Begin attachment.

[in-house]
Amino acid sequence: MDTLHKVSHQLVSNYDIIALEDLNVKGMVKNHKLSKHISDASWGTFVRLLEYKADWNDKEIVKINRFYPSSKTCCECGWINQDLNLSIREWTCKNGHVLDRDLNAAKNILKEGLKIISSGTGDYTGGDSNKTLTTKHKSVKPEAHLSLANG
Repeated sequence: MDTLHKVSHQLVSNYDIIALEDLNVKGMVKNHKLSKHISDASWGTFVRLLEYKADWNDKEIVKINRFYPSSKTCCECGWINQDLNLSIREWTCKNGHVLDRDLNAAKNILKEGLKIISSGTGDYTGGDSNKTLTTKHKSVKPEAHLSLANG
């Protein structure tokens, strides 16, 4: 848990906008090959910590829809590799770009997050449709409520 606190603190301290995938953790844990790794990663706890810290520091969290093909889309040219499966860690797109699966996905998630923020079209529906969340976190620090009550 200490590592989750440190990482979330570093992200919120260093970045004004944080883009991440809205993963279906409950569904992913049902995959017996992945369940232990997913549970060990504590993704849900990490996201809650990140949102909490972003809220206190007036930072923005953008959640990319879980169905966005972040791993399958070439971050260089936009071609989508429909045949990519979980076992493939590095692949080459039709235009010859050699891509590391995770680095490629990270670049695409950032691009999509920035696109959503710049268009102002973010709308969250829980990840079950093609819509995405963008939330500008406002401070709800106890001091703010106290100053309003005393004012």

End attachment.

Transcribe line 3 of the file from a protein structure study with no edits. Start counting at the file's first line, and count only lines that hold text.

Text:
Repeated sequence: MDTLHKVSHQLVSNYDIIALEDLNVKGMVKNHKLSKHISDASWGTFVRLLEYKADWNDKEIVKINRFYPSSKTCCECGWINQDLNLSIREWTCKNGHVLDRDLNAAKNILKEGLKIISSGTGDYTGGDSNKTLTTKHKSVKPEAHLSLANG